Dateline: Kutaisi, Georgia—09 Mar. 2017
The walking and stair climbing yesterday took a toll that I had to pay today.
When I first woke up, my feet felt pretty good. I was able to walk in slippers with only a slight twinge from the blister on my left big toe. I thought that might be a good sign so I had a normal morning with the Russian grandparents. Most everyone else in the house took a trip to the coast, and it’s been relatively quiet.
After a shower I needed to changed the wet bandages and that’s when I saw that the big blister wasn’t better. It was worse. Underneath the band-aid it was twice the size of what it was when I first put the band-aid on. It looked like a had a grape attached to the side of my toe.
After reviewing my plans for the day, I came the conclusion that any walking would probably cause the blister to burst. That would leave me with a mess in my boot and I’d still have to get back to the house. This would tear it up more and possibly mess up the rest of my trip.
So I decided to swap my plans for today with the plans for tomorrow. This meant staying in and doing laundry today. On the plus side, I wouldn’t have to worry about washing clothes the day before I left. Because if the wires got crossed and I wasn’t able to, I’d be leaving Saturday morning with a bag of dirty laundry. I gave this a better-than-coin-flip odds of happening, should the rest of the family come back. Also Beqa, the only other English speaker in the house is leaving tonight to spend the weekend in Germany. So doing my washing today would prevent all sorts of problems.
I also couldn’t leave the blister like it was. So I headed back down to the family room with my box of band-aids and ointment hoping to find a needle to do some blister popping. Thankfully there was one to be found and after a sterilizing it with a lighter I had one flat blister. To spare the gory details, it was nothing short of a mess and I’m glad I had tissue handy to keep from it oozing onto the rug.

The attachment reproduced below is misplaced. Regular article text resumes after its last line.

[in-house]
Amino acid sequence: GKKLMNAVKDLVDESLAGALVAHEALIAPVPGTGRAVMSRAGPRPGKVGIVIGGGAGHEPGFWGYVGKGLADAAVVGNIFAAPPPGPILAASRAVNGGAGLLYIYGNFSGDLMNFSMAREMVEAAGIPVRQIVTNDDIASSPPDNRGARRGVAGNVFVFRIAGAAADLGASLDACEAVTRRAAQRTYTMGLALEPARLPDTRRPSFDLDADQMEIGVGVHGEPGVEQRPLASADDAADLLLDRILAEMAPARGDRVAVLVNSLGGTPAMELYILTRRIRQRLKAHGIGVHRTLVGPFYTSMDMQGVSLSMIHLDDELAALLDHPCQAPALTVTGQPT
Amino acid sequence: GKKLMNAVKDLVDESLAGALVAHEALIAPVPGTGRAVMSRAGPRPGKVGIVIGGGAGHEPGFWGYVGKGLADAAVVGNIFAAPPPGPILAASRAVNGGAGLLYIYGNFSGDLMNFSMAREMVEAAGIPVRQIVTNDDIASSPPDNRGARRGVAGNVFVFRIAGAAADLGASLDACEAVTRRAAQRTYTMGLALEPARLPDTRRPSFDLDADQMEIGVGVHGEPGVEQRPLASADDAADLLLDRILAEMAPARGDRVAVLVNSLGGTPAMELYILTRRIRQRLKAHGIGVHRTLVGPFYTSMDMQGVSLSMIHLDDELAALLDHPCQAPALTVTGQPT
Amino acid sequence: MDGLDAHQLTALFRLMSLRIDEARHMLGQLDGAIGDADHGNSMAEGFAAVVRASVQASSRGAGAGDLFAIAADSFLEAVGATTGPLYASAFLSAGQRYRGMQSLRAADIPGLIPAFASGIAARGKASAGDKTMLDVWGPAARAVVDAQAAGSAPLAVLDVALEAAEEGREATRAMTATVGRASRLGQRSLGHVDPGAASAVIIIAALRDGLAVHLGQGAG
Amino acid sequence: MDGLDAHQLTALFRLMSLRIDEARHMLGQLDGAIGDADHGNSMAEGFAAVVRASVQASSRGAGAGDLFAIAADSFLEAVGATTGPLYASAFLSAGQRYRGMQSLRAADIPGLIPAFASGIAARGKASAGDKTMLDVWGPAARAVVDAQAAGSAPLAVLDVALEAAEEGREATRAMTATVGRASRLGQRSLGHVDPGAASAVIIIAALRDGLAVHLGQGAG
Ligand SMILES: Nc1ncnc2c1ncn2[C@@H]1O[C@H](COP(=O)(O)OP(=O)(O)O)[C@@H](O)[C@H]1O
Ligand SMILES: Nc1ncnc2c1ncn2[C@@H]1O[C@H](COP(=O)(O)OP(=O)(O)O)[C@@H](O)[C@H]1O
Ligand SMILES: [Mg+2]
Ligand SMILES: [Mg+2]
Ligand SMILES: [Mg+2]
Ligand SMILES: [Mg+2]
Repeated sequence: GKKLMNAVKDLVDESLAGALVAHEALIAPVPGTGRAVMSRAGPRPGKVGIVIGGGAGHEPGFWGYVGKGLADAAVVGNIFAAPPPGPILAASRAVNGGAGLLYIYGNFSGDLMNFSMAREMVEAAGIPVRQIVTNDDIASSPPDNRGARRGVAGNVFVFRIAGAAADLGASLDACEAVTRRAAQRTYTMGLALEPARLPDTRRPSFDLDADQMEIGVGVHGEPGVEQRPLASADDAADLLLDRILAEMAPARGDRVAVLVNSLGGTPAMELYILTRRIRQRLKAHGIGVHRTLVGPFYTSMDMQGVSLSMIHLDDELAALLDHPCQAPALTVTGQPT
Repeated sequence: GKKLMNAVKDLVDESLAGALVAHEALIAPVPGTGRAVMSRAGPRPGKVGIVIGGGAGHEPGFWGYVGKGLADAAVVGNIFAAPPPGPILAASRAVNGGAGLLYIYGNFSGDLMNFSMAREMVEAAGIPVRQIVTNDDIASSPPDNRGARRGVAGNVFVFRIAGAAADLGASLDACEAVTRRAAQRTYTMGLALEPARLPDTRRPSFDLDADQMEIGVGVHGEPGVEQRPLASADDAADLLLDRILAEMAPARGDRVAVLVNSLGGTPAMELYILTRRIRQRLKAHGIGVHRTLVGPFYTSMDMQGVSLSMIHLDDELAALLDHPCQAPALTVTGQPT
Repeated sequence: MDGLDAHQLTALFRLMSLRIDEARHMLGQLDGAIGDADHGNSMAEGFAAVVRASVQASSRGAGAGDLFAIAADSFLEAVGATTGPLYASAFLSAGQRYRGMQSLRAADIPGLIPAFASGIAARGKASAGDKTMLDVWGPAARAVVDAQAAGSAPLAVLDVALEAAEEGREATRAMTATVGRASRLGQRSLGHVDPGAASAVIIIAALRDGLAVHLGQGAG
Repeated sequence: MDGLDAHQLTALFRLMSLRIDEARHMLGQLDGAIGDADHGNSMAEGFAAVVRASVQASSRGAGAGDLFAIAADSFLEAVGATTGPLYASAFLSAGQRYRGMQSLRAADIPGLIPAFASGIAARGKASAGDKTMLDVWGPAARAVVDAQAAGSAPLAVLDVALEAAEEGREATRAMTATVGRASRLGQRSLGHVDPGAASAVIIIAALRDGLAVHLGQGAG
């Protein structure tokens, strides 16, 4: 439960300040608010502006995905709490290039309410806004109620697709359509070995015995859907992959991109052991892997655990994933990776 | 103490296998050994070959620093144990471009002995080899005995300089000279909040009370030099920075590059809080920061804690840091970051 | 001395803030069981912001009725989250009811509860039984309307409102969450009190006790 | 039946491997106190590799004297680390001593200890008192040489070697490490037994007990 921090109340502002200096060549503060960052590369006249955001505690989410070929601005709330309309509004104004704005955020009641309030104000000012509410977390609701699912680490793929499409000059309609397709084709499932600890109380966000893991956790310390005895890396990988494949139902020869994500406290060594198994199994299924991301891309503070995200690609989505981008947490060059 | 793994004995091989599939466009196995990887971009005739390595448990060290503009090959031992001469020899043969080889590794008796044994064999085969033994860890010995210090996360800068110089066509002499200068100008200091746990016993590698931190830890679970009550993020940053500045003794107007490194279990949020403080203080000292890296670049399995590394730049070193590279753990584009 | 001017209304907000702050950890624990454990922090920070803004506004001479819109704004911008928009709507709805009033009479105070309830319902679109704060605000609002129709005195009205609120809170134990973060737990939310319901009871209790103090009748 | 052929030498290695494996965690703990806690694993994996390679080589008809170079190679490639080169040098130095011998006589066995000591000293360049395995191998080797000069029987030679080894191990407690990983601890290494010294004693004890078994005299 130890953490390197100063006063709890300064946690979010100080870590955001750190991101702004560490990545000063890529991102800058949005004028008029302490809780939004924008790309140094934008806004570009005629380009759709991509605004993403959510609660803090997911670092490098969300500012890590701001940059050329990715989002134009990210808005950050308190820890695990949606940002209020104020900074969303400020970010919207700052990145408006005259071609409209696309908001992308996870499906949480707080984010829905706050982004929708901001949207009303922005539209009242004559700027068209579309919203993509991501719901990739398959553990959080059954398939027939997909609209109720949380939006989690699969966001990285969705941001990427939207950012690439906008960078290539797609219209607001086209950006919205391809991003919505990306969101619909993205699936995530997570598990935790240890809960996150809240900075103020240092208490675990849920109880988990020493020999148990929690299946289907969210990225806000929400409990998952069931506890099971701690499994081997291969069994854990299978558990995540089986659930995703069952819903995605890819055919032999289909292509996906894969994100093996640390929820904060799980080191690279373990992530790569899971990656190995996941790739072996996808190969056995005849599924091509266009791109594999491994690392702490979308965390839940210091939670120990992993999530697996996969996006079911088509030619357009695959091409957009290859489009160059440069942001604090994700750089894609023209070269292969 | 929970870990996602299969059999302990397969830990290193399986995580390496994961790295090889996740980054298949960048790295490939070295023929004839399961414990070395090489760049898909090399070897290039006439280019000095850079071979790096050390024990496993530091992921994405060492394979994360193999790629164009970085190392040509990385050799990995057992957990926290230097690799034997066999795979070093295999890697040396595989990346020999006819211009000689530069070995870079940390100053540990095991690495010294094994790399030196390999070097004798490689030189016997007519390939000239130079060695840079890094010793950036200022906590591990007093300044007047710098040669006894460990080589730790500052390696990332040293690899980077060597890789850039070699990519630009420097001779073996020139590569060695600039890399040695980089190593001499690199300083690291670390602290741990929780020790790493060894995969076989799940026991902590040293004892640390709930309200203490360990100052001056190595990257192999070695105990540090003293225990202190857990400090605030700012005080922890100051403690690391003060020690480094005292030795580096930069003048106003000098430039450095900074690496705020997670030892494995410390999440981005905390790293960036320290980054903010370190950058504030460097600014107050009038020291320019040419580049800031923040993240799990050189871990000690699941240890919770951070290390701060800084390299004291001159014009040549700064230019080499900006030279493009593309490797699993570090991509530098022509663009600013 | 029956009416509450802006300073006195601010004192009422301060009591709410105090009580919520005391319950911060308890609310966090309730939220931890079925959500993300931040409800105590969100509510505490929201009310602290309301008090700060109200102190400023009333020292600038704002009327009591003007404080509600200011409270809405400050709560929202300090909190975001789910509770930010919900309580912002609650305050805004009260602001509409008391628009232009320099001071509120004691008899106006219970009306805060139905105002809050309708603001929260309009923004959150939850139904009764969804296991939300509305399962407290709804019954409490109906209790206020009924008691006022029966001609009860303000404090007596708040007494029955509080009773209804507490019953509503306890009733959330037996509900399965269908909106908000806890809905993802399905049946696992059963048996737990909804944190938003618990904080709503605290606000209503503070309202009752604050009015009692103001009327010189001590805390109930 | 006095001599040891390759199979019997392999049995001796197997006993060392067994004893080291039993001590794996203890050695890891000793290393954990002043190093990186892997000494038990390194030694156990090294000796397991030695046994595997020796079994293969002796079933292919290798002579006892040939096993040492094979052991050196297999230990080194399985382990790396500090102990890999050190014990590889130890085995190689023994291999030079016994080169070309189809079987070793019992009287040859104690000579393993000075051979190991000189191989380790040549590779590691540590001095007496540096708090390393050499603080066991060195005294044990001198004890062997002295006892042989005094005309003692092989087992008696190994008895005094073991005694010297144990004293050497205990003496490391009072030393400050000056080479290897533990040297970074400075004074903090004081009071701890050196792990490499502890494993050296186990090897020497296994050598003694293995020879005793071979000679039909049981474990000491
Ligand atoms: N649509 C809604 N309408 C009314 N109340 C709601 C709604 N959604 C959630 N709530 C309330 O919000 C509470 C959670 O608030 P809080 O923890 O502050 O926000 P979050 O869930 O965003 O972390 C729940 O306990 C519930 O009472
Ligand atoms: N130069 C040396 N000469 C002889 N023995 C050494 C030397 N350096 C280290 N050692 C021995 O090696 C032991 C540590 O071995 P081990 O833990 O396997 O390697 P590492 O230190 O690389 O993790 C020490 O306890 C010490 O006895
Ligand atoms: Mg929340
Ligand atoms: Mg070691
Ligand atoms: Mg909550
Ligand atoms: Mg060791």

Once it was squeezed out, I applied the Russian kills-it-all cream and covered it back up. A couple of other spots on my left foot got the same treatment. My right foot looks good and didn’t need anything.
With the doctoring done, there was no way I was getting anywhere near my boots. So I stayed in slippers and declared it a lazy day.
The first day here I also did laundry. Which in reality meant I asked Beqa about it, and he showed me the washer and then went to get his mom because he couldn’t read the Russian labels on the dial. He later confessed that he only knew one setting and that’s what he used. Then she picked a setting and added the soap.
This time I was on my own. The washer has one main knob for the cycles and a digital display with time and temperature. I spun the knob around a few times until what looked like the timed wash setting appeared. Fifteen minutes looked good, and thankfully that was the default setting. I did want to bump up the temperature, and the button on that side of the display did as expected. So I added the soap and pressed the only other lit button to start the wash. Success. I’m sure it has all sorts of neat settings but I wasn’t going to try and decipher them.
I checked back in forty-five minutes and I had clean clothes. Now I had to dry them. The wind hasn’t stopped blowing for even a minute since I arrived in Kutaisi. This morning it was blowing harder than ever.